The ANC is reportedly taking pre-emptive steps to avoid fracturing the party if President Jacob Zuma is recalled.
IOL reported on Monday that party officials led by ANC president Cyril Ramaphosa descended on KwaZulu-Natal this weekend in an attempt to manage this. Party sources told IOL that senior party leaders fear a push-back in key provinces such as KwaZulu-Natal.
This was reportedly the reason behind the leadership's visit to Zulu King Goodwill Zwelithini. "Delegates at the conference chose leadership that combines various approaches, views and grouping within our movement. The leadership before you is a unity leadership that is meant to unite our organisation and make it strong," Ramaphosa said.
The party leadership was also due to visit the graves of former ANC presidents Josiah Gumede, John Langalibalele Dube and Inkosi Albert Luthuli.
A senior party leader told IOL that Zwelithini remained the "commander of the Zulu army" and so he needed to be consulted to ensure that "amabotho", traditional fighters, were not involved in factional battles.
The Star reported last week that the party's leadership intended to have a vote of no confidence in Zuma this week if he does not resign by Wednesday, when the ANC's new national executive committee meets for the first time. Party leaders, however, feared a backlash to Zuma's removal in KwaZulu-Natal, sources said.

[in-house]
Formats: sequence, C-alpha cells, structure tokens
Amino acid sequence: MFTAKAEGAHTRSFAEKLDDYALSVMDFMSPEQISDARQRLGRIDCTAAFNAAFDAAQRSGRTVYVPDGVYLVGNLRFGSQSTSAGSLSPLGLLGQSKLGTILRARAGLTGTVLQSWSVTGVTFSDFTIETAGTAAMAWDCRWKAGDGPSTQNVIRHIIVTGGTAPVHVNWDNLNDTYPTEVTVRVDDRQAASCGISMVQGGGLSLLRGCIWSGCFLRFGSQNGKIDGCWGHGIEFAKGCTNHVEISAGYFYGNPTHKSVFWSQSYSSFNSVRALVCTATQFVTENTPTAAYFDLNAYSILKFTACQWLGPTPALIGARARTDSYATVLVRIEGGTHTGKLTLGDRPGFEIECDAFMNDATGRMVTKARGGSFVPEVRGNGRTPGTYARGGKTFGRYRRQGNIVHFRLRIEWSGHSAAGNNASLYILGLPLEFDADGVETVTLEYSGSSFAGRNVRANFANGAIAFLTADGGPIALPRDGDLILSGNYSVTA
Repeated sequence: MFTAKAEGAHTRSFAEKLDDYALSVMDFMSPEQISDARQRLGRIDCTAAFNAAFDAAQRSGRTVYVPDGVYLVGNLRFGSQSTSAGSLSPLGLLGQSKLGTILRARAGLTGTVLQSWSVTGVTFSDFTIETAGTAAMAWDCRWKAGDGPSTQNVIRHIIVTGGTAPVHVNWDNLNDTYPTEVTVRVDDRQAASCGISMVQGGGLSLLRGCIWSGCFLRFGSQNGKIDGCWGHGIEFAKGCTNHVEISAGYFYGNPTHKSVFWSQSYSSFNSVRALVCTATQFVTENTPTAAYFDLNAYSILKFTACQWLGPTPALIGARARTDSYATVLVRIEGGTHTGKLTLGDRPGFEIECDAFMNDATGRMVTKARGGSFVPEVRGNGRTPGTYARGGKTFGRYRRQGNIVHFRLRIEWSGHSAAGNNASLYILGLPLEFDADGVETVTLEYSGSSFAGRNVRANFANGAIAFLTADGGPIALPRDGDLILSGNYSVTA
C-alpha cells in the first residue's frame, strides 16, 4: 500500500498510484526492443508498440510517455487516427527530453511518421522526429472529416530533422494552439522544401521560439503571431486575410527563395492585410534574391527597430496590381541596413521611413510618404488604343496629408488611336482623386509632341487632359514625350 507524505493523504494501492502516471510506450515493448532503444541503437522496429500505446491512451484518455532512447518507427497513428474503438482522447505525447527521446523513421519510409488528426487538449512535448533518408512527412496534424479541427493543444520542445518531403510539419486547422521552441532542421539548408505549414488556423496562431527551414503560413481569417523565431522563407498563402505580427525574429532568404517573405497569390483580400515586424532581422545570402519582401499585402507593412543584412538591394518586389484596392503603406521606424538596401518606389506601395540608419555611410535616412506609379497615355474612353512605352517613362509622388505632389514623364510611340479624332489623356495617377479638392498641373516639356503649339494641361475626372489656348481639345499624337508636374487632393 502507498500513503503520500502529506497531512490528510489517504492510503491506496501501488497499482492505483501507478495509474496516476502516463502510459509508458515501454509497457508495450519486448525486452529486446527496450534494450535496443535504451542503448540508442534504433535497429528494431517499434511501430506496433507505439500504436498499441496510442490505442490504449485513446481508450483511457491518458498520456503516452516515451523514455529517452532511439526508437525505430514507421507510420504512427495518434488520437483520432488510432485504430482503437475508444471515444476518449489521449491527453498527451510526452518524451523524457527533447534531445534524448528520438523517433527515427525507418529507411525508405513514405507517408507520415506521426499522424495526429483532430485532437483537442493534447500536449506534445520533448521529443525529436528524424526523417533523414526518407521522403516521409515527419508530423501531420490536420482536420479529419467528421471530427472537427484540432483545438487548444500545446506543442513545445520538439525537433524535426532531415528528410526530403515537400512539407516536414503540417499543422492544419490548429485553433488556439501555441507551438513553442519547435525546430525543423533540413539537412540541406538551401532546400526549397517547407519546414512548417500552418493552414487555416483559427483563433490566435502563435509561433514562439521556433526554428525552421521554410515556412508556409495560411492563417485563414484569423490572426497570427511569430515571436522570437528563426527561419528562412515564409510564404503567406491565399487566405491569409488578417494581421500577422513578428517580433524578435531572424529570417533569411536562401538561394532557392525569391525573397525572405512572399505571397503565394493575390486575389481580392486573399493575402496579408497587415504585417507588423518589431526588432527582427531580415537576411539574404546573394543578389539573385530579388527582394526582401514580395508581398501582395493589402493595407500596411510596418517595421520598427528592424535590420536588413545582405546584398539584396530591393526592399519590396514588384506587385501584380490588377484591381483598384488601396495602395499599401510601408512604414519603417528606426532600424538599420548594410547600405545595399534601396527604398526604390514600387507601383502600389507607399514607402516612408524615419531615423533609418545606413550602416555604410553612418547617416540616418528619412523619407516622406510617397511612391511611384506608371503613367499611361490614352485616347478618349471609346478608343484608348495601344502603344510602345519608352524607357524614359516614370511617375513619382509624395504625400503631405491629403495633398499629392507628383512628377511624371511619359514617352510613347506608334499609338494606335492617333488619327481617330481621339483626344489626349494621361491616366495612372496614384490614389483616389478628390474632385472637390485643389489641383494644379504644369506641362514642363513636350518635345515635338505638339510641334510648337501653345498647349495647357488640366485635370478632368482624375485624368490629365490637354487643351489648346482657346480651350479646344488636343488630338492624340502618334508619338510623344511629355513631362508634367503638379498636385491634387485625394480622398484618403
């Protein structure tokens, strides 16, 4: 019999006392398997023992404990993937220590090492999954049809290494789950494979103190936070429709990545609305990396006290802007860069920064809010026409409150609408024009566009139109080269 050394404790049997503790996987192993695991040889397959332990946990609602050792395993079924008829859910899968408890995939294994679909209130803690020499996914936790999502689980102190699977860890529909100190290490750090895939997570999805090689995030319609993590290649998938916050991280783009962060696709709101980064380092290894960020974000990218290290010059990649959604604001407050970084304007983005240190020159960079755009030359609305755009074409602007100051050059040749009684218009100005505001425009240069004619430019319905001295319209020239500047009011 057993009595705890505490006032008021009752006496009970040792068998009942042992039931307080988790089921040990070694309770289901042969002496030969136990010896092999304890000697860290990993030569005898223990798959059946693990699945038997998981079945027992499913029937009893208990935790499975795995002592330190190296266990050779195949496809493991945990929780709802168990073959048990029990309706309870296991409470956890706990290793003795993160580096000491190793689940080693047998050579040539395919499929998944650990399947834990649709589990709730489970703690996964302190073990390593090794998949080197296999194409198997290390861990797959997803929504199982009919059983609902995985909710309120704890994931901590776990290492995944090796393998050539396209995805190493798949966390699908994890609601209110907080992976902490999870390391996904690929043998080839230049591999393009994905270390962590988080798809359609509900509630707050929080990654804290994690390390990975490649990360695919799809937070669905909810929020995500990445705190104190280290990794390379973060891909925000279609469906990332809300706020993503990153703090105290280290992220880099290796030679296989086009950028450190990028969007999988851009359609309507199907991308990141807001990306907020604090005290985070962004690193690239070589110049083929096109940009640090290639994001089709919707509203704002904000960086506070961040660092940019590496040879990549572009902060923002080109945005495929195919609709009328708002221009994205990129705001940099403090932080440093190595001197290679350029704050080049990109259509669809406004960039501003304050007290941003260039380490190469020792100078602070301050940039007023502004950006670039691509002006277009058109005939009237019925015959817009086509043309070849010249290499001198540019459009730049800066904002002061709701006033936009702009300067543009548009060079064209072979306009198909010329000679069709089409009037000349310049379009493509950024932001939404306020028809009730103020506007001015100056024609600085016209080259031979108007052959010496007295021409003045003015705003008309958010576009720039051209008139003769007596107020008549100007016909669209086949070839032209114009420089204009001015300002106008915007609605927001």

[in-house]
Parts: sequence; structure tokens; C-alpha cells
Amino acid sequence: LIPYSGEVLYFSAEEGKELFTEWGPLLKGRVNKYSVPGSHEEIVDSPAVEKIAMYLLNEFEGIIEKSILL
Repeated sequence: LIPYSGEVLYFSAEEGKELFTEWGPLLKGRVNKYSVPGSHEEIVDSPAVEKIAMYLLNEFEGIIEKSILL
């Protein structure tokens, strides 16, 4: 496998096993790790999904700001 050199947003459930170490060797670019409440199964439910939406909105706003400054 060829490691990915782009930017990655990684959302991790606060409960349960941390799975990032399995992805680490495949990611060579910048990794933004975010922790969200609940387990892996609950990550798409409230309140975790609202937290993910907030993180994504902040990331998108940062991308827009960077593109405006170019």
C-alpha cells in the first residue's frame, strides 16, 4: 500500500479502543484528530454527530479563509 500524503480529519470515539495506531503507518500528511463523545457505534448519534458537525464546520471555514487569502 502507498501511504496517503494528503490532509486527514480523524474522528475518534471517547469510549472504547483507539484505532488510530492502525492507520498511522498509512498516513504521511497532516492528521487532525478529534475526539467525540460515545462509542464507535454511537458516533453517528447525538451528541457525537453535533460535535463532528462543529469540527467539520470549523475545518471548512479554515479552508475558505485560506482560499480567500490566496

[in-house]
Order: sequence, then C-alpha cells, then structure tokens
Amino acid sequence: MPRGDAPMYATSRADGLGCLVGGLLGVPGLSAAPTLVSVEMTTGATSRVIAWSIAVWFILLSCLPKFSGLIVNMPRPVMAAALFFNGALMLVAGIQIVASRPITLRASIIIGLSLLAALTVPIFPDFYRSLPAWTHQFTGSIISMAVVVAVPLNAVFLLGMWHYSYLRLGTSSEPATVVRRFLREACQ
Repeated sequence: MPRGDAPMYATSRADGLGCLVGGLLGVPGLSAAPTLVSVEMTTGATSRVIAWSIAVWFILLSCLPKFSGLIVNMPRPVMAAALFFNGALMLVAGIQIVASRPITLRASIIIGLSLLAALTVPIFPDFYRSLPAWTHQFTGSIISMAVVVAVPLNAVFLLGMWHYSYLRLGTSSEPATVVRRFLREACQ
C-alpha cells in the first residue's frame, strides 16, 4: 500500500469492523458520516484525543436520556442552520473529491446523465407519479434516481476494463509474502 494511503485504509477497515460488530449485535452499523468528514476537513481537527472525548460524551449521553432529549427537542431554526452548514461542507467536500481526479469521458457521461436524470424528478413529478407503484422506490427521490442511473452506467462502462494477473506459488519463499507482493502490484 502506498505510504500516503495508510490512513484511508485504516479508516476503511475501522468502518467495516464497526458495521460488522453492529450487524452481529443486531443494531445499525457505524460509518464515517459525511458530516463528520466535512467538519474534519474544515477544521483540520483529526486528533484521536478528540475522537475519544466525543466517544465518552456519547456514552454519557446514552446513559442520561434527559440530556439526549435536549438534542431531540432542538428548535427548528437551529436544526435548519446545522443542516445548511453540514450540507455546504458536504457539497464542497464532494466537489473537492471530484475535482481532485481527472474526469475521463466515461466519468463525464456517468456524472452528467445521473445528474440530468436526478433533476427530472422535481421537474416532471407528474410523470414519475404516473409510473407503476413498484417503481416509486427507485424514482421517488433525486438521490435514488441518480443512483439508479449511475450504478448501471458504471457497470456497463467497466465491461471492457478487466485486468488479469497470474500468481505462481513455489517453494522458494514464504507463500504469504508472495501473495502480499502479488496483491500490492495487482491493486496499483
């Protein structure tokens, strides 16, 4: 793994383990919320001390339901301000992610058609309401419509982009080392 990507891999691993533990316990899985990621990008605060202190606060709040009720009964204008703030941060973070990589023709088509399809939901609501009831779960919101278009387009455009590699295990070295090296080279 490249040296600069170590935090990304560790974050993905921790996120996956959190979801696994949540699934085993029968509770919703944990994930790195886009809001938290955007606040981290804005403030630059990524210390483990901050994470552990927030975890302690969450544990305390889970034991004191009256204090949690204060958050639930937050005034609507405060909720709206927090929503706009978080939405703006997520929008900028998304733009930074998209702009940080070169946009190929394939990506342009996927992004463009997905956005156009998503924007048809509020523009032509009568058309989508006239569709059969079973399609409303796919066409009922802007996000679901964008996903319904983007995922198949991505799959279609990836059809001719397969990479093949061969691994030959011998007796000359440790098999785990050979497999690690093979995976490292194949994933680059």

ANC NEC member Ronald Lamola said the party could not ignore the Zuma question, according to Eyewitness News (EWN).
Asked if he would support a push to remove Zuma, he reportedly said: "It's decisions we should not shy away from because the national conference was unanimous to return the integrity of the ANC."
It was initially reported that former tourism minister Derek Hanekom would bring a motion of no confidence against Zuma if he did not resign. But Hanekom denied this, according to The Citizen.
Zuma's supporters in KwaZulu-Natal called talk of his imminent removal "rumours", according to The Witness.
A senior source reportedly close to Ramaphosa told the paper that many in the party did not want to alienate Zuma's supporters ahead of the 2019 election.
"There is a general consensus that he should go, but people are also mindful of the negative impact his removal might have on party unity. If not handled with the necessary care, chances are good that Zuma's supporters would revolt," the source said.